Like any trashy movie worth its salt, CANNIBAL GIRLS starts off on the right foot with a couple preparing for an intimate encounter only to be interrupted by an unseen character with a pickaxe. The man is skewered and the woman has her shirt stripped away before having blood smeared on her chest cue scream and the movie begins. It's the first few minutes and we already see blood and breasts in the same scene.
The story behind the cannibal girls is told in flashback and this lengthy sequence easily captures the creep factor ably assisted by Doug Riley's spooky soundtrack stings and cues. The notion of ravenous, beautiful women luring naive or lonely men back to their lair for sex and eventual death is frightening enough in itself. On the surface, these women appear normal enough, especially when interacting with one another, but once they're mingling with the men, one gets an uncomfortable impression of the outcome between 'the spider and the fly'. Imagine if you will, enjoying the company of a seductive woman only to wake up and find yourself handcuffed to the bed realizing too late the horror of what's coming.
Whereas a lot of movies take a vague approach in relaying script details, there are a few ingredients in CANNIBAL GIRLS that are left undisclosed which was mostly down to the lack of a script. An opening title credit attests to this as does Reitman's assertion in one of the DVD extras--'The dialog was developed by the cast from an original story by Robert Sandler with Daniel Goldberg and Ivan Reitman'. considering the movie was predominantly an improvised production, it's amazing both the dialog and the film ended up as coherent as it did. The girls have a preoccupation with blood which is used ritualistically prior to each killing and has some sort of satanic connection to their longevity and healthy existence. There's also no explanation as to the connection between the flesh eating lovelies and the bizarre Reverend. He isn't seen in the flashback (it's a fair assumption he's around somewhere), but has some sort of diabolical, hypnotic hold over people including the entire town where homes and establishments contain hanging pictures of him. Could he be....Satan?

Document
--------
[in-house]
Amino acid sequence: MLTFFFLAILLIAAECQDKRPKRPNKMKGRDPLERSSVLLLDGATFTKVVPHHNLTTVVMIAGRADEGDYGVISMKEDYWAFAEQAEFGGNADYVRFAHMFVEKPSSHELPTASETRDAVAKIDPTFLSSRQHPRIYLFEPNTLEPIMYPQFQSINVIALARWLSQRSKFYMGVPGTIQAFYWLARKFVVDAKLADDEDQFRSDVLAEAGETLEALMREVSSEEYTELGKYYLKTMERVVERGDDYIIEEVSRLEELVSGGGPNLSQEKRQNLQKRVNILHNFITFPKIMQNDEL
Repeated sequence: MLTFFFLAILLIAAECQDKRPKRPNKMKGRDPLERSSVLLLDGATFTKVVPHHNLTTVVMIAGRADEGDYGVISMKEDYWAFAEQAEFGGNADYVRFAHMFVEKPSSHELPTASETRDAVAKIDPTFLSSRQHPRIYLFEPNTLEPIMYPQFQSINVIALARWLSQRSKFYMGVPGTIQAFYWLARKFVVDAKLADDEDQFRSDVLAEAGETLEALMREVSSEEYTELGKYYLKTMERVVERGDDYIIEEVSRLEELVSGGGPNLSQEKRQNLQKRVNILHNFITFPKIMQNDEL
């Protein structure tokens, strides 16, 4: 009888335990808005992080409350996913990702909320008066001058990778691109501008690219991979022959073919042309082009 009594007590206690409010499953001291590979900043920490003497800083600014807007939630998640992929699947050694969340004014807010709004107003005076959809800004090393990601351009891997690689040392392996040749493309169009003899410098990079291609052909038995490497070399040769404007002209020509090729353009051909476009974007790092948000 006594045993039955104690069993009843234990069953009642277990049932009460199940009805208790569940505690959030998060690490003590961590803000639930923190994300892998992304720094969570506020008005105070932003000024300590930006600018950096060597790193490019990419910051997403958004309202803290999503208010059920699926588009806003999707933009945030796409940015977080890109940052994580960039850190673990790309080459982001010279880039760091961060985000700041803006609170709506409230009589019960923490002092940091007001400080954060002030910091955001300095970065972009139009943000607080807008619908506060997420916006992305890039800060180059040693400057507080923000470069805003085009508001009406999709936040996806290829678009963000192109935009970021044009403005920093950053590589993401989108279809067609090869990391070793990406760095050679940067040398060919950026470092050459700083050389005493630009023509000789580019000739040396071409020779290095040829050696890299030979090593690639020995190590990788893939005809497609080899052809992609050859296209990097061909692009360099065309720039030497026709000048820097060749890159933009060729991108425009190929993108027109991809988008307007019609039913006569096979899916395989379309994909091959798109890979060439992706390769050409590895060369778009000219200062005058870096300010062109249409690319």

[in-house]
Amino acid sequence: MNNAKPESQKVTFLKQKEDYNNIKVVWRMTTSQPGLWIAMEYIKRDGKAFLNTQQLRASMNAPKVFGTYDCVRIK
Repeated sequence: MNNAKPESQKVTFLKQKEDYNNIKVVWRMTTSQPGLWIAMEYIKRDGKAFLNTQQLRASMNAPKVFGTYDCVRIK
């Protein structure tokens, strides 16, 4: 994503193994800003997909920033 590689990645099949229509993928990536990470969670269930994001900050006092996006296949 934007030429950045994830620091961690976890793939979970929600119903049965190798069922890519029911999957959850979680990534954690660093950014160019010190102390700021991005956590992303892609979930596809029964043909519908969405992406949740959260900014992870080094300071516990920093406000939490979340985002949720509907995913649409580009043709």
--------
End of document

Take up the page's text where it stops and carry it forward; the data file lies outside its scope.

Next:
The Reverend:"So tell me, Clifford, what do you do?"
CLifford:"I'm a rock musician...I'm an axe picker."
The Reverend:"An axe picker?! Clifford, you're a man after my own heart!"